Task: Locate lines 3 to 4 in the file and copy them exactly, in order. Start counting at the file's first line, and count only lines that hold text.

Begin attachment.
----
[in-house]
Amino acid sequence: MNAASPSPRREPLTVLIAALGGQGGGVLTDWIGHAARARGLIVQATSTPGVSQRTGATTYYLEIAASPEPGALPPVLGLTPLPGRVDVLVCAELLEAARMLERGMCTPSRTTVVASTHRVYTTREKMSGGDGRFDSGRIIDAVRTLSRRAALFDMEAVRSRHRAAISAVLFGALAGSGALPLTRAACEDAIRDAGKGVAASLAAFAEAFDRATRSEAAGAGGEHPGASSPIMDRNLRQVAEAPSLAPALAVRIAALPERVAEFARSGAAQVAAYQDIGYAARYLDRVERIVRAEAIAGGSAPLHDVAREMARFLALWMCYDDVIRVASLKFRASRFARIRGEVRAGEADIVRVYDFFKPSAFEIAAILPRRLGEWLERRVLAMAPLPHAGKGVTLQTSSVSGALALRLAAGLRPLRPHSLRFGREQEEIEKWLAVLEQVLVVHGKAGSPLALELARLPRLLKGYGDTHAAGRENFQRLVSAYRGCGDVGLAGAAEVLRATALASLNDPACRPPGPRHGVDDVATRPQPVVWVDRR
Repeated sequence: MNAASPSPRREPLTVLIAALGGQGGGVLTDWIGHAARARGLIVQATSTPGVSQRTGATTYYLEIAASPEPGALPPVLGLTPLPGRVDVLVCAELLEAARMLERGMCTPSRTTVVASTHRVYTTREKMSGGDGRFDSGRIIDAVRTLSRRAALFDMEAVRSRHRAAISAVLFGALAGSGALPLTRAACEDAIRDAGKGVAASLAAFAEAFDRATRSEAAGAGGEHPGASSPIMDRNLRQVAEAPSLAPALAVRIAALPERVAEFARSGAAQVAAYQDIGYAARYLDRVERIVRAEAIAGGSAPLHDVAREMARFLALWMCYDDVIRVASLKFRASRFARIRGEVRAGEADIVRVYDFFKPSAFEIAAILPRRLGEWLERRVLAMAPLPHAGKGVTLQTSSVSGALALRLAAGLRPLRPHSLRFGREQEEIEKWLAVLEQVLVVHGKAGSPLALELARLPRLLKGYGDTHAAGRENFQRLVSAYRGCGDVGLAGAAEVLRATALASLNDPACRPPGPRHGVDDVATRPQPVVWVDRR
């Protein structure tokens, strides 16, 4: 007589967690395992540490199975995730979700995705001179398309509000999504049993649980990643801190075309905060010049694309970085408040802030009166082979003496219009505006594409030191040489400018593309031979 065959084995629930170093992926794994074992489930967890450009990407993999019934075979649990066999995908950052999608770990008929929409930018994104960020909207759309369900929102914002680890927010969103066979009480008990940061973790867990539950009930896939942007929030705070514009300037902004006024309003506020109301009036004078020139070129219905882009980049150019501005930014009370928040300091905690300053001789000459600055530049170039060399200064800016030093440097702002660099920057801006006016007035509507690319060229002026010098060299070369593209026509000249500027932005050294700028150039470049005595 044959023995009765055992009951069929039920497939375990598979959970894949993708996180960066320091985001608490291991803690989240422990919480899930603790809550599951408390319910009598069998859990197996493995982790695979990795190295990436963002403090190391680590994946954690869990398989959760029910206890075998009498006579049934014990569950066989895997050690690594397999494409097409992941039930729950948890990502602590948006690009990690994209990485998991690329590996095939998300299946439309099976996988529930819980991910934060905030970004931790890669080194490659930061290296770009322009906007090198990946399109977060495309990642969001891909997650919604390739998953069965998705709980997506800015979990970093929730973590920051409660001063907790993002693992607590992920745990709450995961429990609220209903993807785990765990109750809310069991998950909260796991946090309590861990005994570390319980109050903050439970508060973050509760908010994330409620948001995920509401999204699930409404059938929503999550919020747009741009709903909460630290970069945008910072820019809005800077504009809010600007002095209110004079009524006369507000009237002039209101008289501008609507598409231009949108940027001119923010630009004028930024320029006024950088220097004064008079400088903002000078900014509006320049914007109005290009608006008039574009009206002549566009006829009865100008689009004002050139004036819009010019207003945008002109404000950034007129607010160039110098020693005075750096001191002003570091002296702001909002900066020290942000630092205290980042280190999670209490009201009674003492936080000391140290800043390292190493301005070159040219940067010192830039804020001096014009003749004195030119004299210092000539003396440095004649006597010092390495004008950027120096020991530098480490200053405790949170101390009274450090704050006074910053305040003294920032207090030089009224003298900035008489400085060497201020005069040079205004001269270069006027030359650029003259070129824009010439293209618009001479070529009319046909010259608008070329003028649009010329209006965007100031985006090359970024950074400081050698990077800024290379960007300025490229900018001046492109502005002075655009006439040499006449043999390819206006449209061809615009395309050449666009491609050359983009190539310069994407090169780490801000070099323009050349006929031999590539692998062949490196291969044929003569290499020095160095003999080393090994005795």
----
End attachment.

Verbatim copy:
Repeated sequence: MNAASPSPRREPLTVLIAALGGQGGGVLTDWIGHAARARGLIVQATSTPGVSQRTGATTYYLEIAASPEPGALPPVLGLTPLPGRVDVLVCAELLEAARMLERGMCTPSRTTVVASTHRVYTTREKMSGGDGRFDSGRIIDAVRTLSRRAALFDMEAVRSRHRAAISAVLFGALAGSGALPLTRAACEDAIRDAGKGVAASLAAFAEAFDRATRSEAAGAGGEHPGASSPIMDRNLRQVAEAPSLAPALAVRIAALPERVAEFARSGAAQVAAYQDIGYAARYLDRVERIVRAEAIAGGSAPLHDVAREMARFLALWMCYDDVIRVASLKFRASRFARIRGEVRAGEADIVRVYDFFKPSAFEIAAILPRRLGEWLERRVLAMAPLPHAGKGVTLQTSSVSGALALRLAAGLRPLRPHSLRFGREQEEIEKWLAVLEQVLVVHGKAGSPLALELARLPRLLKGYGDTHAAGRENFQRLVSAYRGCGDVGLAGAAEVLRATALASLNDPACRPPGPRHGVDDVATRPQPVVWVDRR
């Protein structure tokens, strides 16, 4: 007589967690395992540490199975995730979700995705001179398309509000999504049993649980990643801190075309905060010049694309970085408040802030009166082979003496219009505006594409030191040489400018593309031979 065959084995629930170093992926794994074992489930967890450009990407993999019934075979649990066999995908950052999608770990008929929409930018994104960020909207759309369900929102914002680890927010969103066979009480008990940061973790867990539950009930896939942007929030705070514009300037902004006024309003506020109301009036004078020139070129219905882009980049150019501005930014009370928040300091905690300053001789000459600055530049170039060399200064800016030093440097702002660099920057801006006016007035509507690319060229002026010098060299070369593209026509000249500027932005050294700028150039470049005595 044959023995009765055992009951069929039920497939375990598979959970894949993708996180960066320091985001608490291991803690989240422990919480899930603790809550599951408390319910009598069998859990197996493995982790695979990795190295990436963002403090190391680590994946954690869990398989959760029910206890075998009498006579049934014990569950066989895997050690690594397999494409097409992941039930729950948890990502602590948006690009990690994209990485998991690329590996095939998300299946439309099976996988529930819980991910934060905030970004931790890669080194490659930061290296770009322009906007090198990946399109977060495309990642969001891909997650919604390739998953069965998705709980997506800015979990970093929730973590920051409660001063907790993002693992607590992920745990709450995961429990609220209903993807785990765990109750809310069991998950909260796991946090309590861990005994570390319980109050903050439970508060973050509760908010994330409620948001995920509401999204699930409404059938929503999550919020747009741009709903909460630290970069945008910072820019809005800077504009809010600007002095209110004079009524006369507000009237002039209101008289501008609507598409231009949108940027001119923010630009004028930024320029006024950088220097004064008079400088903002000078900014509006320049914007109005290009608006008039574009009206002549566009006829009865100008689009004002050139004036819009010019207003945008002109404000950034007129607010160039110098020693005075750096001191002003570091002296702001909002900066020290942000630092205290980042280190999670209490009201009674003492936080000391140290800043390292190493301005070159040219940067010192830039804020001096014009003749004195030119004299210092000539003396440095004649006597010092390495004008950027120096020991530098480490200053405790949170101390009274450090704050006074910053305040003294920032207090030089009224003298900035008489400085060497201020005069040079205004001269270069006027030359650029003259070129824009010439293209618009001479070529009319046909010259608008070329003028649009010329209006965007100031985006090359970024950074400081050698990077800024290379960007300025490229900018001046492109502005002075655009006439040499006449043999390819206006449209061809615009395309050449666009491609050359983009190539310069994407090169780490801000070099323009050349006929031999590539692998062949490196291969044929003569290499020095160095003999080393090994005795």